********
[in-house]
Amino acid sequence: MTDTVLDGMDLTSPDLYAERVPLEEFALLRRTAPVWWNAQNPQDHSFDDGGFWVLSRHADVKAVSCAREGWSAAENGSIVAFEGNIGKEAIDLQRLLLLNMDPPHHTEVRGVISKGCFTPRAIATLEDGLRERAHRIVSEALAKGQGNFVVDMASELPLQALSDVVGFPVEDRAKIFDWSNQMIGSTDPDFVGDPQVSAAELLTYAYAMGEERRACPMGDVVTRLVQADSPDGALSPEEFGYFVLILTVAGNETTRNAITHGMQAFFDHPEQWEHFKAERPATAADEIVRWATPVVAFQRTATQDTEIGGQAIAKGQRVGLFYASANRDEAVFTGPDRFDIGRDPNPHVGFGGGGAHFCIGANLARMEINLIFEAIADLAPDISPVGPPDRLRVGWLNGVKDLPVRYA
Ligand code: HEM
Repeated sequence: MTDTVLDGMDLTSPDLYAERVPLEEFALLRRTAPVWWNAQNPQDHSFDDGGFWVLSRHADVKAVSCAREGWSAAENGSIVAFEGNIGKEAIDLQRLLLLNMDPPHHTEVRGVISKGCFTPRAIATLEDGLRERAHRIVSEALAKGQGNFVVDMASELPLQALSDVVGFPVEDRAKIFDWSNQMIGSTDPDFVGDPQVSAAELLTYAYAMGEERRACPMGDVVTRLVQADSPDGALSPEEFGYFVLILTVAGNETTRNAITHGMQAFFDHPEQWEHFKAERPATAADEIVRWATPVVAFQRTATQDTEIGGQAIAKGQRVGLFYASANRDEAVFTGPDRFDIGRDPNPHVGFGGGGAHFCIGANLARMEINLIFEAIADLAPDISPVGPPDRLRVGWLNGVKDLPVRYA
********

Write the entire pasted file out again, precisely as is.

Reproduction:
[in-house]
Amino acid sequence: MTDTVLDGMDLTSPDLYAERVPLEEFALLRRTAPVWWNAQNPQDHSFDDGGFWVLSRHADVKAVSCAREGWSAAENGSIVAFEGNIGKEAIDLQRLLLLNMDPPHHTEVRGVISKGCFTPRAIATLEDGLRERAHRIVSEALAKGQGNFVVDMASELPLQALSDVVGFPVEDRAKIFDWSNQMIGSTDPDFVGDPQVSAAELLTYAYAMGEERRACPMGDVVTRLVQADSPDGALSPEEFGYFVLILTVAGNETTRNAITHGMQAFFDHPEQWEHFKAERPATAADEIVRWATPVVAFQRTATQDTEIGGQAIAKGQRVGLFYASANRDEAVFTGPDRFDIGRDPNPHVGFGGGGAHFCIGANLARMEINLIFEAIADLAPDISPVGPPDRLRVGWLNGVKDLPVRYA
Ligand code: HEM
Repeated sequence: MTDTVLDGMDLTSPDLYAERVPLEEFALLRRTAPVWWNAQNPQDHSFDDGGFWVLSRHADVKAVSCAREGWSAAENGSIVAFEGNIGKEAIDLQRLLLLNMDPPHHTEVRGVISKGCFTPRAIATLEDGLRERAHRIVSEALAKGQGNFVVDMASELPLQALSDVVGFPVEDRAKIFDWSNQMIGSTDPDFVGDPQVSAAELLTYAYAMGEERRACPMGDVVTRLVQADSPDGALSPEEFGYFVLILTVAGNETTRNAITHGMQAFFDHPEQWEHFKAERPATAADEIVRWATPVVAFQRTATQDTEIGGQAIAKGQRVGLFYASANRDEAVFTGPDRFDIGRDPNPHVGFGGGGAHFCIGANLARMEINLIFEAIADLAPDISPVGPPDRLRVGWLNGVKDLPVRYA